Judge Silberman is one of the named plaintiffs in a judicial pay case that the Federal Circuit recently agreed to hear en banc. The suit is a constitutional challenge to legislation barring cost-of-living adjustments to federal judicial salaries despite a 1989 statute providing that such adjustments should be made automatically whenever other civil servants receive them. The plaintiffs say Congress’s refusal to give effect to the 1989 law violates the Compensation Clause, which provides that judges shall “receive for their services, a compensation, which shall not be diminished during their continuance in office.”
The plaintiffs, each of whom was on the bench when the 1989 law went into effect, seek to overturn directly adverse Federal Circuit precedent holding that “judicial pay increases which are enacted and effective, except in the sense that they are not yet ‘due and payable’ to judges, may be repealed” without violating the constitutional ban on salary diminution.
When Judge Silberman took senior status in 2000, he is reported to have said, “Since Congress won’t give us the pay raise it promised, I’d rather take my compensation in leisure time.” He later noted that the average judicial nominee “faces an immediate decline in his or her real income” if confirmed to the federal bench.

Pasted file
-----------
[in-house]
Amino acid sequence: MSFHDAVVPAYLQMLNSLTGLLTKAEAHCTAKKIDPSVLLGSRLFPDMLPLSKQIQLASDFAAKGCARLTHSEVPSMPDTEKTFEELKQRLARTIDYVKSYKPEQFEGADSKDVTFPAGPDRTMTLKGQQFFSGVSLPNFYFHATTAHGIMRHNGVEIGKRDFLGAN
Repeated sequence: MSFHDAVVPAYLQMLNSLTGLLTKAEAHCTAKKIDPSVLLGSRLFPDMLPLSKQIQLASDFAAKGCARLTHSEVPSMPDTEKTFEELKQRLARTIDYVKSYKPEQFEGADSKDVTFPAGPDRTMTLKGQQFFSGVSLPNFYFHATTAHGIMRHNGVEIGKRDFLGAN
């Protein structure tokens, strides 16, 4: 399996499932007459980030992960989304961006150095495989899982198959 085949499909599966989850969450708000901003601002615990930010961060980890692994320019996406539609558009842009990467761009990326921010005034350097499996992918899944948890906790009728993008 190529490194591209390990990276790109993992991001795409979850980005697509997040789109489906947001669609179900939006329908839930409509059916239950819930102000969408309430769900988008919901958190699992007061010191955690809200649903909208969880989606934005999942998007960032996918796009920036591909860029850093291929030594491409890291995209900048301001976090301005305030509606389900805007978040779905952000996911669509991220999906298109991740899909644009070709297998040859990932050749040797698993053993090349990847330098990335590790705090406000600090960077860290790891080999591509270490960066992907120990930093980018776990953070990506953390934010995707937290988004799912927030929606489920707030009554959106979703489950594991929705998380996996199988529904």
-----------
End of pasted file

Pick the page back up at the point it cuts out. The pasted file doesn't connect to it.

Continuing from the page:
Chief Justice Roberts has repeatedly asked Congress for judicial pay increases, and in 2008 he told Congress that the cost-of-living adjustments promised in 1989 had been “unfairly denied.”
The Federal Circuit’s decision to grant rehearing en banc comes two years after the same court denied the plaintiffs’ petition for initial hearing en banc, over the dissents of four members of the court.
- Marcia Coyle, Federal Circuit Will Hear Judges’ Back-Pay Challenge, Blog of Legal Times (May 18, 2012)